world and the physical world.
Sidney demonstrated two
different instruments used for waiata and for calling people together
or alerting people to war.
Waiata is used to pass
sacred and ancient knowledge from one person to another, one generation
to another. There are appropriate waiata for different occasions.
Karakia can be incantations or waiata. Waiata sung after a speech
should be related to what has just been discussed and it is important
that the person starting the waiata knows it from start to finish.
If you don't know your waiata, don't sing it - it is inappropriate
for people to act like a fish, mouth moving but no words.
Sidney taught us the following waiata,
a contemporary waiata that can be sung on any occasion.
e te atua
us o Lord
taonga o te tangata
of a man is
te Aroha e
Aroha te Taonga nui rawa
the greatest gift of all
Role of Maori
session taking us all deep into the realms, phenomena and realities
of being Maori.
Maori individuals are
part of a collective, part of a whanau. Whanau are communities,
not just the family unit. Hapu is the extended whanau and iwi is
the tribe. All of these are connected by the whakapapa, the genealogy.
The tupuna is the ancestry connecting all of these elements together.
Ngapuhi's great ancestor is Rahiri.
There are 80 registered
tribes in the country. Every tribe measure their tribal boundaries
Ngati Whatua has 17 hapu
within their tribe and 34 marae within those hapu. Ngapuhi have
Maori view themselves
as having a physical being, a spiritual being and a psychological
being. Everyone stems from a creator, people choose to refer to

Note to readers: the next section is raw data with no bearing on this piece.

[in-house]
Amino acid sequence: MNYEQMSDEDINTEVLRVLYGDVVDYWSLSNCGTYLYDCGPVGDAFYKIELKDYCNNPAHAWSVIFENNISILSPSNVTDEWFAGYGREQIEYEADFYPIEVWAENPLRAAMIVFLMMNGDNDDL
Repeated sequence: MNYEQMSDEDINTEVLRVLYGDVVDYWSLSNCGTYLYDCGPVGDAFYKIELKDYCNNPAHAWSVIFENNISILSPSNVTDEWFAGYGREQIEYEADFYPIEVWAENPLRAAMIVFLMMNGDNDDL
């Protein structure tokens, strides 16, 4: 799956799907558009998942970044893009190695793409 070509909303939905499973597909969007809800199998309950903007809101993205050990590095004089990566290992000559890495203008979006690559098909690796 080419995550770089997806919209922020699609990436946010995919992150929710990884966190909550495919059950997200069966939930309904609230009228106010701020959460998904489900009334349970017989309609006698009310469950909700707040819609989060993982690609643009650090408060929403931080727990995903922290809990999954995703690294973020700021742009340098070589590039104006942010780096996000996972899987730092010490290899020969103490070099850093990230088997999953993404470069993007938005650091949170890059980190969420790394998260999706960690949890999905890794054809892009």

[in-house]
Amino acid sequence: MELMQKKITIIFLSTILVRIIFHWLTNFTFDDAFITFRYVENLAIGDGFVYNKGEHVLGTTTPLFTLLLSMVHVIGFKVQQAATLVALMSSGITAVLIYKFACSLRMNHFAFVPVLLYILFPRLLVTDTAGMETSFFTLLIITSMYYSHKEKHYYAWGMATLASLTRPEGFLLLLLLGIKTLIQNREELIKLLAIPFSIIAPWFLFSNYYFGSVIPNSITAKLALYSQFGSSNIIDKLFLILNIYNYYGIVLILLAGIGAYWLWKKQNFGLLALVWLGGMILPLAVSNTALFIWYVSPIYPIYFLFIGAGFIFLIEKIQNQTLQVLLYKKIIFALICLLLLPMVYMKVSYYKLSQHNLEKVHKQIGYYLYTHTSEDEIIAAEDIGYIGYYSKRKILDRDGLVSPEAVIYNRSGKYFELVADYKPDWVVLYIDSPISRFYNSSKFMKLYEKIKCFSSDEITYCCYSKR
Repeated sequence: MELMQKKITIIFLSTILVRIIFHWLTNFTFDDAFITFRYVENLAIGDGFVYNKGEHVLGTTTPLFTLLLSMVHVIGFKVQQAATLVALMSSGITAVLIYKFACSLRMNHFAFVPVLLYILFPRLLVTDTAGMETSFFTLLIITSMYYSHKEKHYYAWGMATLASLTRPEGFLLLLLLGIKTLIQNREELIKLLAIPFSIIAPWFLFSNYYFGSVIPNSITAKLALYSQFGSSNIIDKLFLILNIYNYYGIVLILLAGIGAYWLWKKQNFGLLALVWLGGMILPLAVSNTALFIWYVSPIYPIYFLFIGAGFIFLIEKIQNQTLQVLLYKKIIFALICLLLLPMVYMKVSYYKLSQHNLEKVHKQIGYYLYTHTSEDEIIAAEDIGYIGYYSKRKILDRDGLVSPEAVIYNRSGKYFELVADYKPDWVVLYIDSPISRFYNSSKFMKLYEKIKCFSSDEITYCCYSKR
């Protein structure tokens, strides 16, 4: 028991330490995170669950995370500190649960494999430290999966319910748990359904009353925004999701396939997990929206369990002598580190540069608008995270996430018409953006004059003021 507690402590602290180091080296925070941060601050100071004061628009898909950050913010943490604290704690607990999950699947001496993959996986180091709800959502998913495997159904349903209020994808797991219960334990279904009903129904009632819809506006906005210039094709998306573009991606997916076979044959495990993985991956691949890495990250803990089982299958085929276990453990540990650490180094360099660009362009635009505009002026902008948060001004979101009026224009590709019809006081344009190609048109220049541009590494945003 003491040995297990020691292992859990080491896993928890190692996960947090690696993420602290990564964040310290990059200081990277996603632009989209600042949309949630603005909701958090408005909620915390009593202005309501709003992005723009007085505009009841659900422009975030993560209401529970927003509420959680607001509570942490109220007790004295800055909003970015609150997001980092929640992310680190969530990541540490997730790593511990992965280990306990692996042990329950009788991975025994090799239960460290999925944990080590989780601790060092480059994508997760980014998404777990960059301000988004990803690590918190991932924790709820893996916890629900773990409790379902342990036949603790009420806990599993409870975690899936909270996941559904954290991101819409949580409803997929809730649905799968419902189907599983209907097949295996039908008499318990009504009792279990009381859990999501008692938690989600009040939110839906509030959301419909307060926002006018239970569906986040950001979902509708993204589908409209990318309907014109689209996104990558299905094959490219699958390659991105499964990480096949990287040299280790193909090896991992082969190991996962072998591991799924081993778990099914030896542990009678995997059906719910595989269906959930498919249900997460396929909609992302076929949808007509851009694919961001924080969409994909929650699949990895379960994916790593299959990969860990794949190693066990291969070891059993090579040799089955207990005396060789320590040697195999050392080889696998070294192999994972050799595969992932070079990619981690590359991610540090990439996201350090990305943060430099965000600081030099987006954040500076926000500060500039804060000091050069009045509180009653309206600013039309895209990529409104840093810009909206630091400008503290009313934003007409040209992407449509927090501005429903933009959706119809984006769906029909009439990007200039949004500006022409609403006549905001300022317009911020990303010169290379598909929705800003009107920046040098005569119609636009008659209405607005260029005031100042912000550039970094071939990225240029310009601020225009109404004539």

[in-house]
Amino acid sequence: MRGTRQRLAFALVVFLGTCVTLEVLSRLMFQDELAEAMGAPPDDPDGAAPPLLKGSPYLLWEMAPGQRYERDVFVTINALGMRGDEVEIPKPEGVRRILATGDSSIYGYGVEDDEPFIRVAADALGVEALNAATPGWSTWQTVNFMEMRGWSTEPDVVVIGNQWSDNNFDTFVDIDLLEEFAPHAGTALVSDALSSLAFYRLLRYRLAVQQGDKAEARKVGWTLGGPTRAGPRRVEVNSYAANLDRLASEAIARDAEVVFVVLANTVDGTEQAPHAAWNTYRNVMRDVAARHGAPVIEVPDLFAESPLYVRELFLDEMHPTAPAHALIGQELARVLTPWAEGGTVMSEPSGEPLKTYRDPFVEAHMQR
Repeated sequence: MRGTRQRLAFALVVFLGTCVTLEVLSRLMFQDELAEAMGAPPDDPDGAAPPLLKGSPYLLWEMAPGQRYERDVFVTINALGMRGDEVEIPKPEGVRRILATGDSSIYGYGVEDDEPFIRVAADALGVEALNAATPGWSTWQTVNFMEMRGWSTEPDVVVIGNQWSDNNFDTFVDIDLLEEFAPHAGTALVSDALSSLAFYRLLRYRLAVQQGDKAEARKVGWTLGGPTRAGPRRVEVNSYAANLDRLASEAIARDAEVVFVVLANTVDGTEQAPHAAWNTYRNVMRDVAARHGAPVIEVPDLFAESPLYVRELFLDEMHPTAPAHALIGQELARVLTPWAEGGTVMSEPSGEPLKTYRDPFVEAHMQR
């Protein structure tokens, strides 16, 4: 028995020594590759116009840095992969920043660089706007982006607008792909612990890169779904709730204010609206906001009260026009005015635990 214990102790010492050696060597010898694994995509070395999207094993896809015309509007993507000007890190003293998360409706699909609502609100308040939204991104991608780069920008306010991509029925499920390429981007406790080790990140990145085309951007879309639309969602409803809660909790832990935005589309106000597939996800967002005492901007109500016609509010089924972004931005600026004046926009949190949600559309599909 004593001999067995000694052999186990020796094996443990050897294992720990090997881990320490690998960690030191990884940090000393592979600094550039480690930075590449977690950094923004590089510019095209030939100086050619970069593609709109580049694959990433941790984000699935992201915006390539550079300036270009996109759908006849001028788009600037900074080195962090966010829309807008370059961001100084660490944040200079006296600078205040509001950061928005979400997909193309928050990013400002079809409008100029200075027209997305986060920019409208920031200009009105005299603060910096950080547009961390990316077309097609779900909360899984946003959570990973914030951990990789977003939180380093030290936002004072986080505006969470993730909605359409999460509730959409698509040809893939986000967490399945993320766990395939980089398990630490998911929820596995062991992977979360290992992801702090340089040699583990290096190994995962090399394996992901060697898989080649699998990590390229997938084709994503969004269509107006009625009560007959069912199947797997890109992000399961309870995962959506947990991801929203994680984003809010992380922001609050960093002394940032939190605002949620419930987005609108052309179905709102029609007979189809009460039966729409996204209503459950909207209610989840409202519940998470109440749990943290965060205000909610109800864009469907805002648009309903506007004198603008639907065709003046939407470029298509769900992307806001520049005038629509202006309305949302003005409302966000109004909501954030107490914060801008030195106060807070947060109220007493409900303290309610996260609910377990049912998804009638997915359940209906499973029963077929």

that creator in different terms, and for Maori it is Io. The reason
the Maori welcome includes Haere mai, haere mai, haere mai is acknowledgement
of all three beings.
Kaitiaki is not just guardianship,
for a pipi bed, it also encompasses the interest of the pipi bed.
Mauri is the essence, the life force
of something, whether it is the sea, a rock or anything we come
– the new threat to our sea
Dr Floor Anthoni
– Director, Seafriends
Greed, apathy and ignorance
are threats to the health of our ocean.
Floor has been diving
for 40 years and has noticed the degradation. In 1987 he started
to take a particular interest in what was happening in the marine
environment and do something about it. His question is why are we
losing so much so fast?
The website www.seafriends.org.nz
has much of Floor's information about degradation and marine
Floor has major concerns
about the siltation of our coastline, examples of degradation were
shown of Parengarenga Harbour, Whangaroa, Poor Knights, Goat Island,